The magic mood boost of oxytocin 

Often referred to as the ‘love hormone’ or the ‘cuddle chemical’, most of us know oxytocin has something to do with human bonding. But how important is it really?

In recent years, oxytocin has increasingly been linked it to a range of essential relationship behaviours including generosity, trust and empathy – and could be the essential ingredient behind strong friendships and romantic bonds.

What is oxytocin?

Oxytocin is a peptide (a type of hormone) that acts as a chemical messenger within our bodies.

Biological psychiatry researcher Dr Daniel Quintana says it helps humans understand social cues and ultimately “influences our thoughts and behaviours”.

Reproduction is one area where scientists agree it plays an especially important role.

The links to labour, breastfeeding and maternal bonding have been known for more than a century, says Dr Quintana.

“In females, oxytocin levels increase during pregnancy, childbirth, and when they are nursing,” he says.

In fact, these days oxytocin is often given to women during birth to trigger contractions.

It has also been found to assist milk production in breastfeeding mothers and helping establish the mother-child bond.

So, is oxytocin really the love hormone?

Melbourne psychologist Dr Kelly Allen says it is pretty well established that oxytocin is the hormone in the body associated with bonding between people and groups.

“We find it especially in intimate relationships, between a mother and child as well as couples,” she says.

It has also been strongly linked to orgasms, with concentrations increasing for both males and females when getting frisky in the bedroom.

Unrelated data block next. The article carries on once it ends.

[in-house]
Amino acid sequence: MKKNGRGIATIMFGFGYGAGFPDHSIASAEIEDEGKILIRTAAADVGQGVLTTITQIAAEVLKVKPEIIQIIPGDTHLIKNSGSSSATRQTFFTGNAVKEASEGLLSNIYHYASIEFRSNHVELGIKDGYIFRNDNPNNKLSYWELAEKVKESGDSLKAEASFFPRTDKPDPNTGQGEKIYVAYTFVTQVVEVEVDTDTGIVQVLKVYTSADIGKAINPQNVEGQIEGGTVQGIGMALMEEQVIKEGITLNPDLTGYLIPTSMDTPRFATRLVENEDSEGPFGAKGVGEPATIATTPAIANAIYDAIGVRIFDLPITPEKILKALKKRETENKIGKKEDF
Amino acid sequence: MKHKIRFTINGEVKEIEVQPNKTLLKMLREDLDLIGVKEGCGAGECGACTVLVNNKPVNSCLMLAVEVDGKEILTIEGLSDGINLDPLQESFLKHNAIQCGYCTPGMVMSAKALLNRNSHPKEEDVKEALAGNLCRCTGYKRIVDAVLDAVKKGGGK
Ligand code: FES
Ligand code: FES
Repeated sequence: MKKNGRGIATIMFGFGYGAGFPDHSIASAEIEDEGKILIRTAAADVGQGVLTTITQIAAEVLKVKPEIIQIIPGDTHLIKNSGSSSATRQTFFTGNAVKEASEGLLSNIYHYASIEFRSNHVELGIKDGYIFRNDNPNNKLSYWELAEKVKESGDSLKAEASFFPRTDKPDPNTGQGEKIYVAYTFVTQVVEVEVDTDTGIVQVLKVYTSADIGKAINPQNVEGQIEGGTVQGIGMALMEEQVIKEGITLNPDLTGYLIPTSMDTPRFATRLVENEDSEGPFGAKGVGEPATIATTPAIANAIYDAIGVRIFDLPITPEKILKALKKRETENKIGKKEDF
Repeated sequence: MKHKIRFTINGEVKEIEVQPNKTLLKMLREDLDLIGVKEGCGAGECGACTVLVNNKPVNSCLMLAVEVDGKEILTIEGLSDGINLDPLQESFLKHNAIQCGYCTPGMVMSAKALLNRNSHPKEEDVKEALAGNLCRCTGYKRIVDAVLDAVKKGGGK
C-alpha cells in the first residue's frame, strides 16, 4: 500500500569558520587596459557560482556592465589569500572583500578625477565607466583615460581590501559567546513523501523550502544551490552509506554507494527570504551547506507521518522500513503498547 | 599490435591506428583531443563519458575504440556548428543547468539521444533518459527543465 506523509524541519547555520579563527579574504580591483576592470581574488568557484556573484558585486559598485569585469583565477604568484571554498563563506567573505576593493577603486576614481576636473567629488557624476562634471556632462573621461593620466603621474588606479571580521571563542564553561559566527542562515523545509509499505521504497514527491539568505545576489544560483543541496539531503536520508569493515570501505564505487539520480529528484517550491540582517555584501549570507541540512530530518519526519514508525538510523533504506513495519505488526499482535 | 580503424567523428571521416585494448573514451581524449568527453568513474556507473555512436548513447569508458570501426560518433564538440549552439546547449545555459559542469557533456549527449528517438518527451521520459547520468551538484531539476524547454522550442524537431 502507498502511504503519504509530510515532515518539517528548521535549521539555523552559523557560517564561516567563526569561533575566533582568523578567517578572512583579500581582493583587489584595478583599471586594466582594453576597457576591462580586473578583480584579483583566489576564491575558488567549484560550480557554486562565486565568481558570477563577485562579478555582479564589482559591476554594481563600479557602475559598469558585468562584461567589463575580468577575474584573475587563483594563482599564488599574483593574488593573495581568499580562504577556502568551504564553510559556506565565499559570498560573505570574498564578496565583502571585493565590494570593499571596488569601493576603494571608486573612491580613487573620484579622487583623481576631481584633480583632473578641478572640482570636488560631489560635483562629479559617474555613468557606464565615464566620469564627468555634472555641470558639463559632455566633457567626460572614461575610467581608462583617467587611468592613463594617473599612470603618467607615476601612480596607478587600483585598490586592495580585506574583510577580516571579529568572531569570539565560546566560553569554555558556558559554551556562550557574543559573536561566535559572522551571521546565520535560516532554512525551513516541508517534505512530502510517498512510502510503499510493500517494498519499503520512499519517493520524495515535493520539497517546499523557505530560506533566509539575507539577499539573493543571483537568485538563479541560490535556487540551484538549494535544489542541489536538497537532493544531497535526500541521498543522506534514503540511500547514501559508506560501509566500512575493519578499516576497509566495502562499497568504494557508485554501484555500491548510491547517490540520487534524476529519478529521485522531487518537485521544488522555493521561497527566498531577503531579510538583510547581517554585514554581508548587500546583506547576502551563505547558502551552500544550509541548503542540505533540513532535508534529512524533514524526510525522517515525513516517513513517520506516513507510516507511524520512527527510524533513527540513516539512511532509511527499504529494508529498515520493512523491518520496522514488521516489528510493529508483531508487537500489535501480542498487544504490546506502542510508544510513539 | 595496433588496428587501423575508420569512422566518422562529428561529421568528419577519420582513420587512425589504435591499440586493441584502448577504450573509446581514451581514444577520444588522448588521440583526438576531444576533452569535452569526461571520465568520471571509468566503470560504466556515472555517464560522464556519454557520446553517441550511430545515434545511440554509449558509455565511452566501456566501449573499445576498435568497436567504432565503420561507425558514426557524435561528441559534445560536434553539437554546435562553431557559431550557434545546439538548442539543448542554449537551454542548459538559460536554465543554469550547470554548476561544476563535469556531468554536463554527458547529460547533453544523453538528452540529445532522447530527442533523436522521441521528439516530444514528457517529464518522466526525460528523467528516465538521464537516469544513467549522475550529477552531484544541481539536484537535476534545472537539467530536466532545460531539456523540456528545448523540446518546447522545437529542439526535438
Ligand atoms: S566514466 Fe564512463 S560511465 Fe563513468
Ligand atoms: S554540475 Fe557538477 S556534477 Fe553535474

While it plays a role in physical attraction, another study reveals oxytocin can also change our whole mindset and could act as “rose-coloured glasses” to make us view partners more positively.

These links to positive relationship behaviours have many researchers agreeing oxytocin is highly valuable behind the scenes when it comes to lust and love.

However, the hormone also has a dark side, according to Dr Allen – it has been linked to feelings of favouritism and superiority that can create negative bias, prejudice and even racist views toward people outside the group.

But in better news, researchers are testing artificially created hormones that mimic oxytocin and may help to help people with conditions such as autism and schizophrenia to better connect in social situations and relationships.

Can hugging boost oxytocin levels?

Maybe. While oxytocin is naturally produced in the brain, some animal studies on rats, cows and pigs suggest levels can be increased through cuddling.

However, human studies trying to replicate this have yielded “mixed results”, according to Dr Quintana.

There’s no harm in trying though (especially as it is National Hugging Day on January 21).

Written by Alex White.